Wild animal attacks are rare, but when they happen, human actions are frequently responsible, according to a new study. Threatening acts like feeding bears or trying to take a selfie with a bear are clearly bad life choices, but more commonplace activities can be equally provocative: walking with a dog off-leash, hiking after dark, or leaving children unattended. Attacks have serious consequences, for they can be fatal for both human and animal. Fortunately, these situations can easily be prevented.
There is a surprisingly broad body of literature on animal attacks, covering bears, cougars, coyotes, even gorillas. One especially robust study examined 110 years of fatal encounters with one of North America’s most common predators, the black bear.
The study noted that bear attacks have slowly increased in tandem with the growth of both human and bear populations, but fatal bear attacks are extremely rare—with 63 fatalities from 59 incidents in the past 110 years. However, the circumstances of attacks are not always what you might assume.
Most attacks, it turns out, are the work of adult male bears acting in their capacity as predators—they sought out humans to eat. The victims did not in fact provoke these attack in any way, and adults were just as likely to be victims as children (which is not the case with cougars, so keep your kids close). Contrary to popular belief, female black bears with cubs were not particularly dangerous, but female brown and grizzly bears with cubs ARE extremely dangerous. Keeping your distance from all bears is the best strategy.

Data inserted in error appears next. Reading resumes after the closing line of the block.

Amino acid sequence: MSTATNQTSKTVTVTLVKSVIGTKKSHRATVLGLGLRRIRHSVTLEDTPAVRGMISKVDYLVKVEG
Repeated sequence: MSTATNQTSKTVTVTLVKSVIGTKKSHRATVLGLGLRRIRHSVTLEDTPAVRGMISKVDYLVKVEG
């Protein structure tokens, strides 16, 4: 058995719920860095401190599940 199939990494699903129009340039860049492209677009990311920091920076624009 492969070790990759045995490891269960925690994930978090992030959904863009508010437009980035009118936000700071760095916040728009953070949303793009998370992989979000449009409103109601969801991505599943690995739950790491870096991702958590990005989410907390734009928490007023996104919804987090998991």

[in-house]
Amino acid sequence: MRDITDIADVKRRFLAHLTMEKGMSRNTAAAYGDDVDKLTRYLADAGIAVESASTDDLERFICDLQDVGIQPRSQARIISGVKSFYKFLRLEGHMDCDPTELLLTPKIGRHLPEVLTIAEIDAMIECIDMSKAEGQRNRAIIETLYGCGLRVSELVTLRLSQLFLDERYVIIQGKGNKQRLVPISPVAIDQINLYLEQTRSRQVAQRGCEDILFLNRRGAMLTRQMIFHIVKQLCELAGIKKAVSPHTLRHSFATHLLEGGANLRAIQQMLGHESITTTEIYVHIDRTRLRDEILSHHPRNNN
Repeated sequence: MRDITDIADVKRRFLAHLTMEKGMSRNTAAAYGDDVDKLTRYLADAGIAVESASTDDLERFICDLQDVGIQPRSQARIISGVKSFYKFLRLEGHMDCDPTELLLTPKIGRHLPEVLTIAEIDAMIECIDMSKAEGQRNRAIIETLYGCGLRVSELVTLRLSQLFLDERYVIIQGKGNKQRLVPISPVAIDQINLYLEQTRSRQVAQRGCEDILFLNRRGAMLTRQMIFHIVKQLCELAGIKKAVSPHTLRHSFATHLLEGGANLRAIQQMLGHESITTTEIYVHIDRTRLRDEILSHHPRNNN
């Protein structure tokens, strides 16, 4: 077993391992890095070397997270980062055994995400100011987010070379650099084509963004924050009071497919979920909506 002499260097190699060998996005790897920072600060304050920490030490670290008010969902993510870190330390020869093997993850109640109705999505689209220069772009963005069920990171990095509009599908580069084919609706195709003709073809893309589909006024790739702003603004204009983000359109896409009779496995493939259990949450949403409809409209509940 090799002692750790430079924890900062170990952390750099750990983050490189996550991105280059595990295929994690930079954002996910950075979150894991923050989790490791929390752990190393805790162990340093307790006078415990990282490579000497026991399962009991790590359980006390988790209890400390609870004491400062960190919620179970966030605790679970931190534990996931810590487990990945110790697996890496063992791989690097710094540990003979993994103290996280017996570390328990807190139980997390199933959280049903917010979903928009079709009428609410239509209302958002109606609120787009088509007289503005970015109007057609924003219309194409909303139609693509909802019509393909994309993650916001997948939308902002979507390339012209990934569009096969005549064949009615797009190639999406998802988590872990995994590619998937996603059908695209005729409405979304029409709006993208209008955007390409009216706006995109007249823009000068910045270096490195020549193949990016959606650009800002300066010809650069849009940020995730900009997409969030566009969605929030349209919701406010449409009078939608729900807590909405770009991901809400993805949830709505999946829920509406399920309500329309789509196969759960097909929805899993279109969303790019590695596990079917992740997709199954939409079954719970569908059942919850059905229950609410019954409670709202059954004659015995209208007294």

Knowing bear behavior can also help avoid trouble. Bear walking around? Give it space. Bear slapping the ground, growling, clicking its teeth, false charging— these are, you won’t be surprised to learn, threatening, so leave the area. Bears on the hunt, however, will approach quietly and then rush a victim. If you see any signs that a bear is stalking you, take immediate deterrent action. Shout, sing, blow whistles, wave your arms, wave sticks. Do not be shy: bears typically back off when people respond noisily. Most attacks took place against 1 or 2 people, so try hiking with a bigger group. Be extremely wary of hungry or injured bears. Be especially careful with food and garbage. While the presence of food did not directly provoke any fatal bear attacks, food drew bears into areas where human contact becomes more likely.
The new study covers all large carnivores, but the same lessons apply to omnivorous bears. You can’t successfully outrun large mammals, even a bear twice your weight, and running may provoke a chase response, so stand up and shout. Bottom line: these incidents are so rare, you shouldn’t worry. But a little foreknowledge never hurt.
Editors’ Note: a previous version of this article referred to Black Bears as carnivores. They are, in fact, omnivorous.